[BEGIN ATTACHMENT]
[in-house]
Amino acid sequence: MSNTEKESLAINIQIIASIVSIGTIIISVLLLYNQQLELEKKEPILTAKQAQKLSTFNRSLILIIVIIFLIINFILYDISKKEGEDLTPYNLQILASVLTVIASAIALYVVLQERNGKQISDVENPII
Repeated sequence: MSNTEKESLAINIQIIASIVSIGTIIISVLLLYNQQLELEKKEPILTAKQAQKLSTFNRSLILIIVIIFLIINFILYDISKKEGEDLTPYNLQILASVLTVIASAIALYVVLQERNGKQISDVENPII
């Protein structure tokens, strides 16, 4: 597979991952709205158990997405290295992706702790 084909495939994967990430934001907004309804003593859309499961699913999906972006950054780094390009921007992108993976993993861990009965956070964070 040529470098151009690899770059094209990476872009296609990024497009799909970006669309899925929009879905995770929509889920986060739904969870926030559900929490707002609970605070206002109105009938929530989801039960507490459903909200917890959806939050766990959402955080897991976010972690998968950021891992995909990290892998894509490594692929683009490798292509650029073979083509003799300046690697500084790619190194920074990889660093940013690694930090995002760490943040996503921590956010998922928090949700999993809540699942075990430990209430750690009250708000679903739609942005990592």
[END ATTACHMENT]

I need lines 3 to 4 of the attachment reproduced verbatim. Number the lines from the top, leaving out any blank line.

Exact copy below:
Repeated sequence: MSNTEKESLAINIQIIASIVSIGTIIISVLLLYNQQLELEKKEPILTAKQAQKLSTFNRSLILIIVIIFLIINFILYDISKKEGEDLTPYNLQILASVLTVIASAIALYVVLQERNGKQISDVENPII
């Protein structure tokens, strides 16, 4: 597979991952709205158990997405290295992706702790 084909495939994967990430934001907004309804003593859309499961699913999906972006950054780094390009921007992108993976993993861990009965956070964070 040529470098151009690899770059094209990476872009296609990024497009799909970006669309899925929009879905995770929509889920986060739904969870926030559900929490707002609970605070206002109105009938929530989801039960507490459903909200917890959806939050766990959402955080897991976010972690998968950021891992995909990290892998894509490594692929683009490798292509650029073979083509003799300046690697500084790619190194920074990889660093940013690694930090995002760490943040996503921590956010998922928090949700999993809540699942075990430990209430750690009250708000679903739609942005990592």